Alternatively, a few small changes on my part and that whole scenario plays out completely differently. If I'm respectful, which is how I would want to be treated in that situation, I'll be one thousand times more likely to get a respectful response. If I had even given him a one minute heads up I'm probably going to get a different response. Maybe I should have even acknowledged that I'm glad he's playing quietly in his room. Maybe a better entrance would be, "Hey Jameson, it looks like you're building a pretty cool ship there. Way better than anything George Lucas ever thought of. Put a few more pieces on and then it's time to come brush your teeth. Then you can come back and finish up that bad ass cruiser. Oh, and thanks for staying so quiet while I put your hellion brother and sister to bed." That approach would require me to actually use my brain for a moment, but there's a pretty good chance it would give Jameson a second to disengage from what he was doing and decide to come brush his teeth. The extra few seconds of thought and effort would probably save me six minutes of struggling. Of course I should have known this from the beginning. Just ask Julie how I respond when she walks in and says I have to stop playing Call of Duty. Duh.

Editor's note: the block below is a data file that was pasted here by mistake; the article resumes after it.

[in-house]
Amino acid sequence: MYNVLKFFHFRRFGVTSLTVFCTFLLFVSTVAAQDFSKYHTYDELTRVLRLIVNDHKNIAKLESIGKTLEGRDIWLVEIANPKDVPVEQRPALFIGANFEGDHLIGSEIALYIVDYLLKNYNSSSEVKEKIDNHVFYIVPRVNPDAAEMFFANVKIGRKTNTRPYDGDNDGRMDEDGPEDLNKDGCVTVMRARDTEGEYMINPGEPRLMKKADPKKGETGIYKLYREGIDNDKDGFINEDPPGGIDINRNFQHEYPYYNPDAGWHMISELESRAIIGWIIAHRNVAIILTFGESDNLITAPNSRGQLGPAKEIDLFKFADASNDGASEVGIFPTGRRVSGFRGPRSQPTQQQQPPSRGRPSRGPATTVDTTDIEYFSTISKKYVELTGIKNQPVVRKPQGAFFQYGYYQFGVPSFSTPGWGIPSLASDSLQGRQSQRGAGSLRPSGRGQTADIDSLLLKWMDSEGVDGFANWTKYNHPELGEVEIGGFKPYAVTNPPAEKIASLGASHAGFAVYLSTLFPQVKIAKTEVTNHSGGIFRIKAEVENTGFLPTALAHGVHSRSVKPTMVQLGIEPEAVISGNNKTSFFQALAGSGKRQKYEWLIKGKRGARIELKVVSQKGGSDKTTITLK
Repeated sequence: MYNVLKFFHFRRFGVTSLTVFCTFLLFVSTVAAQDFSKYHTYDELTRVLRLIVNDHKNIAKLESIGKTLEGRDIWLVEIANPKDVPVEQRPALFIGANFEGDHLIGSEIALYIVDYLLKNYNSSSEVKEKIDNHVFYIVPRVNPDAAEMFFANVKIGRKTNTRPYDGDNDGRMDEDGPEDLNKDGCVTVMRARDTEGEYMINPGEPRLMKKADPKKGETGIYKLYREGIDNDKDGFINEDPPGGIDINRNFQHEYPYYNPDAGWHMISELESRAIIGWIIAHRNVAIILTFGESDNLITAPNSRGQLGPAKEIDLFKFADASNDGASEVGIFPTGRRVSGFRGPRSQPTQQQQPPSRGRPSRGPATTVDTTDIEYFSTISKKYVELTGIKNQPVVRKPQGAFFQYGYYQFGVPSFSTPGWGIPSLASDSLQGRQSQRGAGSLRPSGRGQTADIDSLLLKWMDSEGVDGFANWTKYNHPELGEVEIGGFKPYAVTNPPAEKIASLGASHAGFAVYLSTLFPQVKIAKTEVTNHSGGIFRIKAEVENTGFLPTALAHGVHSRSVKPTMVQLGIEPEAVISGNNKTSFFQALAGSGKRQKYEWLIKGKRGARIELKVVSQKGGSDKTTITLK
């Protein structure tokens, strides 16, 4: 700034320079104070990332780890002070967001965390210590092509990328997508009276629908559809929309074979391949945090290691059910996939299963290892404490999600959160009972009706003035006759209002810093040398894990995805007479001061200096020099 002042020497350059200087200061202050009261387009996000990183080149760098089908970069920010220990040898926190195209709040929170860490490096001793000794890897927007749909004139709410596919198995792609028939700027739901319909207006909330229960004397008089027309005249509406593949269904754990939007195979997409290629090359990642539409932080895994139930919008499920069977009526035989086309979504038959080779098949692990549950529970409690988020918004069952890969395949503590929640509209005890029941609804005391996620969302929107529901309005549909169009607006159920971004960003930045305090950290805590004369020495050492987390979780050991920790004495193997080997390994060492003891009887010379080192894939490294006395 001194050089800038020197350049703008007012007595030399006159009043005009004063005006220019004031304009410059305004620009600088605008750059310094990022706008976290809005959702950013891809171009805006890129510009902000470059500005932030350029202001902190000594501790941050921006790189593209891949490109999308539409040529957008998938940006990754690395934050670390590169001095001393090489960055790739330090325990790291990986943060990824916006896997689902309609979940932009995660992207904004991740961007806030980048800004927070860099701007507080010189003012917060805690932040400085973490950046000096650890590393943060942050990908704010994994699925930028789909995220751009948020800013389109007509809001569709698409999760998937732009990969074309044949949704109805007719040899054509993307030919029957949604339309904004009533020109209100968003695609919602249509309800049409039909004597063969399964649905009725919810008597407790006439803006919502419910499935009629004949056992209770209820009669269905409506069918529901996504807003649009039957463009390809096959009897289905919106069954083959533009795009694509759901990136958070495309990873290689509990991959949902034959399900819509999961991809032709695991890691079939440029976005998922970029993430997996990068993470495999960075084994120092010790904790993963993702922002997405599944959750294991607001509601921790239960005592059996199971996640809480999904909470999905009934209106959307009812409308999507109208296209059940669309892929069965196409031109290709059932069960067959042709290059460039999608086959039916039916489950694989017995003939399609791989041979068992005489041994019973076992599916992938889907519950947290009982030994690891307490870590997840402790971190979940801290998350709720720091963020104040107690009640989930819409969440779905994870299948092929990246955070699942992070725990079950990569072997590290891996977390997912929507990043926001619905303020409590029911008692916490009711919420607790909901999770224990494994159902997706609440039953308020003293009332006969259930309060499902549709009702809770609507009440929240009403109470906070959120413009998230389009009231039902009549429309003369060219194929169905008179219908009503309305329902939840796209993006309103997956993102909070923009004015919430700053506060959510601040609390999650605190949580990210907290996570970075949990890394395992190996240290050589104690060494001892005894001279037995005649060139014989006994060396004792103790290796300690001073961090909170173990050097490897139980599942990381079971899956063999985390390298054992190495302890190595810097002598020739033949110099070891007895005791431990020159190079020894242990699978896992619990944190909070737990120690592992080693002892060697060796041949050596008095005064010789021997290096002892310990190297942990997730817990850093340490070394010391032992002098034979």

Maybe this was a weak, made-up example, but hopefully you get the idea. This concept always applies and seems to be relevant in all aspects of parenting, not just getting things done. Even when kids are just plain tired and hungry and pretty much seem like spawns of Satan, it still makes a difference. It takes effort to get the results you want. I don't know why I'm acting like this is a revelation. I mean, if parenting were easy everyone would be doing it and doing it well. Maybe it's obvious to everyone else and I'm just a moron. That's a distinct possibility. But whatever. I've been a parent for almost four years so that like makes me an expert. Luckily for this kid that's coming in a few weeks I'll kinda have my shit together so he or she won't be as messed up as the first three.